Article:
Even I did not think this is possible since … well … who uses DOS these days, right? But boy was I wrong.I mean, true enough there still are and it is even possible to print from DOS to USB, GDI Virtual and other Windows only printers.

I had apprehensions at first especially when the Windows OS itself evolved over time to 2000, Vista 7 and now 8. That got me thinking, where do DOS programs stand now? Are they still compatible to printers running under these said operating system versions?

In a way they still are, but the point here is the issue of printing cordos_printerrectly what the user expects to see printed.

Remember the printer of the old days? Dot-matrix to be exact connected to LPT or parallel ports. Those were the printers of yester-years. Today, printers have evolved a great deal. How about printers being able to connect to USB ports since they have been the standard nowadays in the modern tech world?

More Windows printers nowadays are GDI printers and those printers are not smart enough to render it on paper coming from a DOS application.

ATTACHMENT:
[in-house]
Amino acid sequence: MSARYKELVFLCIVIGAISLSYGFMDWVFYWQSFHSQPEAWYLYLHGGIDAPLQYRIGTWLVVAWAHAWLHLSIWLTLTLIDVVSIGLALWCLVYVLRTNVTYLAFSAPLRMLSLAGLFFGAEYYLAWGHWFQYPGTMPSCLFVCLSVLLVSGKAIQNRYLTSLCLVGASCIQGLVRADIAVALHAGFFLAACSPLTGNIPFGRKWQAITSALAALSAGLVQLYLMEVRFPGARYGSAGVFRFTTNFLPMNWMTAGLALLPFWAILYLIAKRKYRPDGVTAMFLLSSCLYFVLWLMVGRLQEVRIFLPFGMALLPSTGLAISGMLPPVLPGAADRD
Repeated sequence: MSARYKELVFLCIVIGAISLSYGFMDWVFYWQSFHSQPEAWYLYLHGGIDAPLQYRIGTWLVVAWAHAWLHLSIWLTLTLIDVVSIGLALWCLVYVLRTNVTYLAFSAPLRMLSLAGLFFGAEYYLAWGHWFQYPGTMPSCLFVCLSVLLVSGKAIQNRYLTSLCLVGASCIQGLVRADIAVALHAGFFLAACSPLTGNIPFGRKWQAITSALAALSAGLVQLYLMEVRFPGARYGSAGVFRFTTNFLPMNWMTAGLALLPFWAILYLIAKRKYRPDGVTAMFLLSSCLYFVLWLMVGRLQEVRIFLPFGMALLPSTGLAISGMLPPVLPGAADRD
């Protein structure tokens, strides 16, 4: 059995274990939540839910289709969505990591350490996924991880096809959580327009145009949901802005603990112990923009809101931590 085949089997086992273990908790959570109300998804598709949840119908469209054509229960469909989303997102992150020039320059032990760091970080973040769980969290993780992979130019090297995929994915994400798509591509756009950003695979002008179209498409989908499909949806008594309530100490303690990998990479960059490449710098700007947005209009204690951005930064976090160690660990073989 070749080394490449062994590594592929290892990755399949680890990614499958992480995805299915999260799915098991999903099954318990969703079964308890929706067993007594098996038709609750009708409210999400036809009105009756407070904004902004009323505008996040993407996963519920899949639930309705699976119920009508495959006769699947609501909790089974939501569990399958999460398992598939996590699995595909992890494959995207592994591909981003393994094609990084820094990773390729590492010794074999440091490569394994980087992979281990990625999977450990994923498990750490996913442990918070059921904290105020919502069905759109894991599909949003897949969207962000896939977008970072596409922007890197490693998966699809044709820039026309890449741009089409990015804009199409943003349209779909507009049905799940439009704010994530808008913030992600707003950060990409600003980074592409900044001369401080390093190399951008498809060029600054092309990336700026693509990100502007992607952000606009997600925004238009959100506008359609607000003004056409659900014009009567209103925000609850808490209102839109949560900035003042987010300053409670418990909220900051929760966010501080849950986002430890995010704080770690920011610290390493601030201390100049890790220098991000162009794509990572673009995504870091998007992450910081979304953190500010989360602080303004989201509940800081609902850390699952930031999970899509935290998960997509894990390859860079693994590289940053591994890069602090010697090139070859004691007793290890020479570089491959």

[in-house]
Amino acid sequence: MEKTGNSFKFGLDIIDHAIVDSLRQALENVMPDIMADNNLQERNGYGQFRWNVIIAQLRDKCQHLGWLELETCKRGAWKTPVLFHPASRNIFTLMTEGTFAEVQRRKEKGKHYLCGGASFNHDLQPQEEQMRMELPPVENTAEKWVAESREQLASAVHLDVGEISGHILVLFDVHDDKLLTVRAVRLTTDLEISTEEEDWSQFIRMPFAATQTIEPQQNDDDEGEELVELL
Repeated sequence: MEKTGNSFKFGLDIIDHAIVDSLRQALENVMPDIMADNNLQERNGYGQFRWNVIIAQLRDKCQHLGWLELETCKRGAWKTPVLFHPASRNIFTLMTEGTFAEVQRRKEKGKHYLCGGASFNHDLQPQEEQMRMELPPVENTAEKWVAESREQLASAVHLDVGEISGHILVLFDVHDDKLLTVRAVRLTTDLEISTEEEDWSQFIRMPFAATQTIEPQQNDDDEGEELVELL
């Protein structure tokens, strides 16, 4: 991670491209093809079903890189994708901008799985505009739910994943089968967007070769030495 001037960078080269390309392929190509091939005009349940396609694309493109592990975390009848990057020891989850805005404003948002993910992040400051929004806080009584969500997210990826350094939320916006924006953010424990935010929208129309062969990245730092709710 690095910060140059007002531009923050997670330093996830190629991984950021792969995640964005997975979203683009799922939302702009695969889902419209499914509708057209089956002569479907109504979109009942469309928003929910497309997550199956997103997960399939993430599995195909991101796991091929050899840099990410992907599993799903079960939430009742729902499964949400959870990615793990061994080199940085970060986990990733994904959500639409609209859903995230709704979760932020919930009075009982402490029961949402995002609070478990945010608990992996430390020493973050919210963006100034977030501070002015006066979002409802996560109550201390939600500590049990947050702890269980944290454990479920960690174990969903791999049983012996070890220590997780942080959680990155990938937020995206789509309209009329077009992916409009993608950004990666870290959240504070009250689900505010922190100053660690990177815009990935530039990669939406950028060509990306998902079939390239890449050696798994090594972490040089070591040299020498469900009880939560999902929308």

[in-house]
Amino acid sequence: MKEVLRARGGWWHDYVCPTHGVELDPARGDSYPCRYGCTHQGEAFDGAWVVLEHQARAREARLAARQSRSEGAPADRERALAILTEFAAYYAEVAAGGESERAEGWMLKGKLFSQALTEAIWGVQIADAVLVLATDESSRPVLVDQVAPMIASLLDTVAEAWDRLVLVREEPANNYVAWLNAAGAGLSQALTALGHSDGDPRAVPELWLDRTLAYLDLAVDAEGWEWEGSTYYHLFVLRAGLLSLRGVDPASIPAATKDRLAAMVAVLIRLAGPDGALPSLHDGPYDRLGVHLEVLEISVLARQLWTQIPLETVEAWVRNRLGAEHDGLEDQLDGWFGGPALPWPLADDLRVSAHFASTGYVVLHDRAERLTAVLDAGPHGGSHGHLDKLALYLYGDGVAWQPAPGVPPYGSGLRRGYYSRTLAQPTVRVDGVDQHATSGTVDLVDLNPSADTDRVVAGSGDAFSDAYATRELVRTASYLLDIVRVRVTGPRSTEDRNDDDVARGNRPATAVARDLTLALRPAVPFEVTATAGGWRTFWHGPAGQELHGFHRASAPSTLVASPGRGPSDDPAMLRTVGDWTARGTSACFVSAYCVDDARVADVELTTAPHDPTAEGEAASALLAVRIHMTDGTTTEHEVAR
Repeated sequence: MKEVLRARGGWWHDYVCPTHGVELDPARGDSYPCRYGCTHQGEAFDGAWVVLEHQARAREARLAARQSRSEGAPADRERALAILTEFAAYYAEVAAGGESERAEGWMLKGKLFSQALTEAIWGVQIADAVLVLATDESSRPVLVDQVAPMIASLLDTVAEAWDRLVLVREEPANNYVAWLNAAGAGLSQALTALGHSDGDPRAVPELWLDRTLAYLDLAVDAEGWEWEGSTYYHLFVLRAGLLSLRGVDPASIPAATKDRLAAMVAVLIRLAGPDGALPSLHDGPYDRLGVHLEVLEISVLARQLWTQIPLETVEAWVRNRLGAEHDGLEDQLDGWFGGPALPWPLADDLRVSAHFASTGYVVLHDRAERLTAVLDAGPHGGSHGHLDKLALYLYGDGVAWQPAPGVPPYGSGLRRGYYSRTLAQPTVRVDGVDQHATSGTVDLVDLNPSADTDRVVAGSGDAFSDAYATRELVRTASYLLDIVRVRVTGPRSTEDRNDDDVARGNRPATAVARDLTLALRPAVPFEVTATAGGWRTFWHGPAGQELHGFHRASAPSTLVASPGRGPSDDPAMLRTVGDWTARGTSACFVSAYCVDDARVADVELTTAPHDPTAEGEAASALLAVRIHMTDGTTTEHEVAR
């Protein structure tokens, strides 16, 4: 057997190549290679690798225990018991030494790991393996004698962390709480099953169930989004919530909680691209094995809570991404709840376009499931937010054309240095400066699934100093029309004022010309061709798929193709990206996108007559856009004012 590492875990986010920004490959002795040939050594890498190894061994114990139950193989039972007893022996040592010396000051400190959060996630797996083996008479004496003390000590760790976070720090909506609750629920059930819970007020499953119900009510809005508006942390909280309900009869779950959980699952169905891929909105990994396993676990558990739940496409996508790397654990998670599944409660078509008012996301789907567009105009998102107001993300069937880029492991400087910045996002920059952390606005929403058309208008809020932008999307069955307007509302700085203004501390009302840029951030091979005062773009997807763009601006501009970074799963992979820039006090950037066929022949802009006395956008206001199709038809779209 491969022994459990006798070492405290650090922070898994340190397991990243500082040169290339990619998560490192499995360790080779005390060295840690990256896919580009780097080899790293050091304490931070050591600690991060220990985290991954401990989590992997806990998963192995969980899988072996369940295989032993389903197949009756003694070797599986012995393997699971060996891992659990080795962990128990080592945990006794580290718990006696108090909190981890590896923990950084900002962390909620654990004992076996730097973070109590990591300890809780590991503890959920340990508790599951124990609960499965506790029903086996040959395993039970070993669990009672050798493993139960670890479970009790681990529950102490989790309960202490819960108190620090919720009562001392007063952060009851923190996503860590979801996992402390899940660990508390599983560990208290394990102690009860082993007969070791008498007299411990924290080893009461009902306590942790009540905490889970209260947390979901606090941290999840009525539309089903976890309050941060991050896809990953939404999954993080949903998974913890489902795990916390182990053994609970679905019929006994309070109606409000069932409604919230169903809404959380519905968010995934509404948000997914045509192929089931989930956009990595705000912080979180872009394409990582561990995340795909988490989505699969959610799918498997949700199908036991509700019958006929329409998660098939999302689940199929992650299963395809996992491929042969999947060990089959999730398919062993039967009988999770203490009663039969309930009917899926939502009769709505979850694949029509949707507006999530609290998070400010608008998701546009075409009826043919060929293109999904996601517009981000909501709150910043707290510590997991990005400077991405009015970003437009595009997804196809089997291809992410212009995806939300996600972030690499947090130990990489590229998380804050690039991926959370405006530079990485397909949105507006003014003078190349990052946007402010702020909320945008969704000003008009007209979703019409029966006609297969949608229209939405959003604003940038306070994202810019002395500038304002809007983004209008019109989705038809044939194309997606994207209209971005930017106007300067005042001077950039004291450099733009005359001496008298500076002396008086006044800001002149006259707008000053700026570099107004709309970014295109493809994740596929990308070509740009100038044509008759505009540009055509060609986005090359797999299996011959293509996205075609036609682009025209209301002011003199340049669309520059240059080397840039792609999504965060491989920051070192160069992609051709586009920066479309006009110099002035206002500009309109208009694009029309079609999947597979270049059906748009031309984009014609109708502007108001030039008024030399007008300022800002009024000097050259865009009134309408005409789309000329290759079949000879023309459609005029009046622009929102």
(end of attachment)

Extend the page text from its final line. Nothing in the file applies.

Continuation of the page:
Well, I found out a tool called printfil. It is a true Windows 32 bit utility which captures the DOS source ascii data flow and converts it into a real Windows GDI print job which then can be sent to any printer installed in your Windows Control Panel, including USB, GDI, DOT4 and virtual printers.

It can recognize the control codes embedded into the DOS printer job and redesign the corresponding effects like bold and condensed in the produced GDI job, with one more advantage: a single set of control codes can be used to drive any Windows printer even if the real destination printer is not compatible with the source data flow.

Too technical to grasp the concept? To put it simply, Printfil is a true Windows program that acts as the bridge to enable your DOS programs to connect to your Windows programs correctly.

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